A Kyodo news report carried by the March 18 issue of the Tokyo Shimbun clarified an important point in the discussion of abandoned or otherwise empty homes in Japan, vernacularly referred to as “akiya.” According to a survey of 700,000 properties throughout Japan conducted by the Ministry of Internal Affairs and Communications, 46.4 percent of akiya are at least 50 years old. Moreover, among the reasons given by present owners for not having unloaded the properties or demolishing them, 52 percent said they had inherited them or received them as gifts and, essentially, didn’t know what to do with them. As years passed, neglect took its toll, and in many cases if not most, the homes, especially if they are single-family houses, have become uninhabitable.
Five years ago the central government enacted a special housing law that would compel local governments to manage vacant properties more proactively. According to Kyodo, the government is now going to “check the effectiveness of the law” in order to see whether it should be revised or supplemented. As of October 2018, the last time the land ministry released findings from its national housing and land survey, which it conducts every five years, the number of vacant homes stood at 8.489 million. That includes apartments and condos that have not been occupied for at least one year. According to the government, there are 12 percent more akiya than there were when the survey was conducted in 2008. In addition, 14 percent of all homes in Japan right now qualify as akiya, and the ministry estimates that 40 percent are “abandoned,” meaning they are permanently unoccupied. Last year, Nomura Research Institute projected that by 2033, the number of akiya would increase to 19.55 million, or 30 percent of all homes in Japan.
In a related story, Nikkei Business Daily’s March 15 edition explained Sumitomo Realty and Development’s new project to exploit vacant single-family houses. The project accepts orders for renovations of derelict houses in order to turn them into share houses (i.e., homes with multiple residents who share common spaces), minpaku (guest houses or airbnb properties), or social welfare facilities. Sumitomo has a lot of experience in the home renovation business through its Shinchiku Sokkuri-san brand home “reform” service. “Shinchiku sokkuri-san” roughly translates as “making an old house look just like a newly built one.” Since the service started in 1996, Sumitomo has renovated about 130,000 houses, and is now working on expanding the business to include renovations that turn old single-family houses into share houses or guest houses.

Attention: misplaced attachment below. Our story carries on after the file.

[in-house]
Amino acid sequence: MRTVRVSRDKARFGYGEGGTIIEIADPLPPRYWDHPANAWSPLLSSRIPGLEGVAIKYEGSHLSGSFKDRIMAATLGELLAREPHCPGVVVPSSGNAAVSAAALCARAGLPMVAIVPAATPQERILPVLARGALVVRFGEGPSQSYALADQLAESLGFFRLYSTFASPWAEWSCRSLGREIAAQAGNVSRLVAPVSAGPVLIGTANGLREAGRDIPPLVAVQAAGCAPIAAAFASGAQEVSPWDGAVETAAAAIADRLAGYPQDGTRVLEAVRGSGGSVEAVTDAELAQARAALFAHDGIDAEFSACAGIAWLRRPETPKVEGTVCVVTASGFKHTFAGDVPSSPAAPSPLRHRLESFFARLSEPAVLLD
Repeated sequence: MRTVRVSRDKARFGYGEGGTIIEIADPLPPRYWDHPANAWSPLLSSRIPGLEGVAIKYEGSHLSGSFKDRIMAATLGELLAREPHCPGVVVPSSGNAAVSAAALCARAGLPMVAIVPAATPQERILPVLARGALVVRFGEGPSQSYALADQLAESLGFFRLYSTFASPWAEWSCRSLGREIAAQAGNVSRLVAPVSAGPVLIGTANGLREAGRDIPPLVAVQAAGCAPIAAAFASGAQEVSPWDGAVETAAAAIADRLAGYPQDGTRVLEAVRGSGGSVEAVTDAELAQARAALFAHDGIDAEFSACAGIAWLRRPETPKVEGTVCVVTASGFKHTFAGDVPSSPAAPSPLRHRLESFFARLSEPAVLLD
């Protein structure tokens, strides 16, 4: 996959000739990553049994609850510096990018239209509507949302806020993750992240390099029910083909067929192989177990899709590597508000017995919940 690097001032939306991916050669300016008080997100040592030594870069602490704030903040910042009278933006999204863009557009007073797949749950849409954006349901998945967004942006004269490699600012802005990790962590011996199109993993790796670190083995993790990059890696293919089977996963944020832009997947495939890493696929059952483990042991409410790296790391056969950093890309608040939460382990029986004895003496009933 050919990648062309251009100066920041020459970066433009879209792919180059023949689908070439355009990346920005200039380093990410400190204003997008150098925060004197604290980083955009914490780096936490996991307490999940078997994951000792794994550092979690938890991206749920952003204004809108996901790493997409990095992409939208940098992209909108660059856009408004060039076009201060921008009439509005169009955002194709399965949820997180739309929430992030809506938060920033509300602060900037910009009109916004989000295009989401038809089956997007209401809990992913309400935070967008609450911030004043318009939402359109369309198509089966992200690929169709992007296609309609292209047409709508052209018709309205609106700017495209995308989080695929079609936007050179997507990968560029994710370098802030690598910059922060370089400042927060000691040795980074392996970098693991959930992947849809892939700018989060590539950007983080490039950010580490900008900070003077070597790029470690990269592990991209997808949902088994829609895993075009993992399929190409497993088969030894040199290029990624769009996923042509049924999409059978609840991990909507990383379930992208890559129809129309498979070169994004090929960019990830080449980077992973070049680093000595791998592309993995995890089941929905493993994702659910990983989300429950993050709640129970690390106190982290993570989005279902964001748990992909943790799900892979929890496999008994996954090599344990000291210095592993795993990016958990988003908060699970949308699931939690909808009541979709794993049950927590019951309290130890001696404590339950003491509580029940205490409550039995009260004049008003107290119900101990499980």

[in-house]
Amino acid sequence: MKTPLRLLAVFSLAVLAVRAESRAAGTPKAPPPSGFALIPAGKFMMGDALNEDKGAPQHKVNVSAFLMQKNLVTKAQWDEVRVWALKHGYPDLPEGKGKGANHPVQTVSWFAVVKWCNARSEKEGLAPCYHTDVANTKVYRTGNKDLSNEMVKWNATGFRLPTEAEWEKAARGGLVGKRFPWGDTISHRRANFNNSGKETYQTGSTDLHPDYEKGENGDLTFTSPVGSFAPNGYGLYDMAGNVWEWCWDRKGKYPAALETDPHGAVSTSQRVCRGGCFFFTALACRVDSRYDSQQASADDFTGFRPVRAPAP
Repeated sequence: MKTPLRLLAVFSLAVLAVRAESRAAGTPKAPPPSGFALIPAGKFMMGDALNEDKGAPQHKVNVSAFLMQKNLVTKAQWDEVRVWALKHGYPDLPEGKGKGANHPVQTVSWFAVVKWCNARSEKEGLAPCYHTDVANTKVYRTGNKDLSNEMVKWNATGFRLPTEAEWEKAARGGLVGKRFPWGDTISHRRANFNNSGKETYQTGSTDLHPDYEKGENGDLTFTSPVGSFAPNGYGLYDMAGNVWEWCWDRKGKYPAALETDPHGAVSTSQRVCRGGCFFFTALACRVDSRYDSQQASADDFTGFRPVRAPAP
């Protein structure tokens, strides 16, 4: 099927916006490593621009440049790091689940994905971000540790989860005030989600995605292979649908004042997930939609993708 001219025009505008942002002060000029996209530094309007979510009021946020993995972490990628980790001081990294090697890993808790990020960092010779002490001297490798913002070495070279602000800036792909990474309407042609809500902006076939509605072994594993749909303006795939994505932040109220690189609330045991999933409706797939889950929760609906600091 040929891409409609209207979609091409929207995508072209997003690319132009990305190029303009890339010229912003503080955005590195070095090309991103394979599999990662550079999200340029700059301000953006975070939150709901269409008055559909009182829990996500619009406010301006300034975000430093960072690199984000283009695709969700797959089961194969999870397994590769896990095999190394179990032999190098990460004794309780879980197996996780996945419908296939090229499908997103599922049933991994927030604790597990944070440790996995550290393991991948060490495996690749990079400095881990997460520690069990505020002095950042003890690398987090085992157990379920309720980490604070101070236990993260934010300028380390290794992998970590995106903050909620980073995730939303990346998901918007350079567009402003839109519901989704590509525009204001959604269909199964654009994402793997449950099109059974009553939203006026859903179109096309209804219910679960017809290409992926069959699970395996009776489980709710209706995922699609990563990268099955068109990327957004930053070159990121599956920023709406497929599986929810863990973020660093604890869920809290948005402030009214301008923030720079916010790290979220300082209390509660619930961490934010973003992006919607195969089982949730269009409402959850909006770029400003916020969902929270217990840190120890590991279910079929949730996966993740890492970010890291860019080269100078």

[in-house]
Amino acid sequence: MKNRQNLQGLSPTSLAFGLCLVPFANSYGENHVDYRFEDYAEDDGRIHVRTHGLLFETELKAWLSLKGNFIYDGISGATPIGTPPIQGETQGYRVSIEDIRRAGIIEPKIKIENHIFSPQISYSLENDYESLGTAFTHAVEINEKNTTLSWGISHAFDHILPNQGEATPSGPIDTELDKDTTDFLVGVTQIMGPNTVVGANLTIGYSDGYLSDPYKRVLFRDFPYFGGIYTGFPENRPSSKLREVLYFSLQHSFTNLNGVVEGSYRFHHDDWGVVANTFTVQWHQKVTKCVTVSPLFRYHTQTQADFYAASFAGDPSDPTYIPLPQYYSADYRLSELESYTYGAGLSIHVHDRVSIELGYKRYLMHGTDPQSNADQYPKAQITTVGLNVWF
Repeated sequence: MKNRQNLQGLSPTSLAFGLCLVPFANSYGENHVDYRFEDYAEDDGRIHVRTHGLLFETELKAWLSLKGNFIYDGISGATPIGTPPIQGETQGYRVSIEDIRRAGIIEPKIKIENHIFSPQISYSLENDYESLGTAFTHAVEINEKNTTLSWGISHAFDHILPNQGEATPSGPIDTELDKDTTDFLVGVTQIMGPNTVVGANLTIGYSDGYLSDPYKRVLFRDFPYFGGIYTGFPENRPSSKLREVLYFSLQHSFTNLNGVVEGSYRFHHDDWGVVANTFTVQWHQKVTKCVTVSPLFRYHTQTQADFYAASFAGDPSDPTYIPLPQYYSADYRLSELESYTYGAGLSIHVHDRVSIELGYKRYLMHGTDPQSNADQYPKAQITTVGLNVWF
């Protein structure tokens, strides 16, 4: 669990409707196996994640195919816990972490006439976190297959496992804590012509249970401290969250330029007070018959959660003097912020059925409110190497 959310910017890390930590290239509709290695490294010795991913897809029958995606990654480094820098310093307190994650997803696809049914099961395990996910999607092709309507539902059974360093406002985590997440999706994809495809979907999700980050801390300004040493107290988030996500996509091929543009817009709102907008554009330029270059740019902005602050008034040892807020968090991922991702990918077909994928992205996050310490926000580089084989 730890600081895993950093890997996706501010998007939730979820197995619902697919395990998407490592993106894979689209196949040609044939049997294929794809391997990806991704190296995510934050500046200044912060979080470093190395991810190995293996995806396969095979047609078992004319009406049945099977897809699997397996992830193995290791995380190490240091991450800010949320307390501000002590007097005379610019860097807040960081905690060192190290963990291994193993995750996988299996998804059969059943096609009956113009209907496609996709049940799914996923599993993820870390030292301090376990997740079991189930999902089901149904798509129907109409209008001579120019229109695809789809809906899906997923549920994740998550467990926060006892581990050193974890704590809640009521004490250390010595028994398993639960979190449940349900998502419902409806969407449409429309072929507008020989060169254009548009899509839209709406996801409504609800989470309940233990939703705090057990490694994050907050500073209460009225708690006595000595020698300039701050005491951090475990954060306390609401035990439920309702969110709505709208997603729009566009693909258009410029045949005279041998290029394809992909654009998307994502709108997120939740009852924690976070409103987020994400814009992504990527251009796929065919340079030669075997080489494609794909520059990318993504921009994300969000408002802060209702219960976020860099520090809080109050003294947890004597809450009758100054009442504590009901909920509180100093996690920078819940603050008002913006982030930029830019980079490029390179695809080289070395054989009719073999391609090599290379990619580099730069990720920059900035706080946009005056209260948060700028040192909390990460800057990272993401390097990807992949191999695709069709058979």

Sumitomo’s target with regard to akiya are wooden houses, which number about 2.39 million. The land ministry says that about 480,000 akiya in Japan that are judged to be easily renovatable are also located within one kilometer of the nearest train station, making them easily sellable after going through the reform process. Last year, the government relaxed the building standards law so that usage of a structure could be changed more easily, for instance from residential usage to commercial usage. Consequently, Sumitomo wants to turn some of these old family houses into airbnbs or share houses or even restaurants/cafes. Sumitomo, in fact, projects that its revenues for reform business will amount to ¥123 billion in fiscal 2020, a 6 percent increase over fiscal 2019. So there may be some life in those old empty houses after all.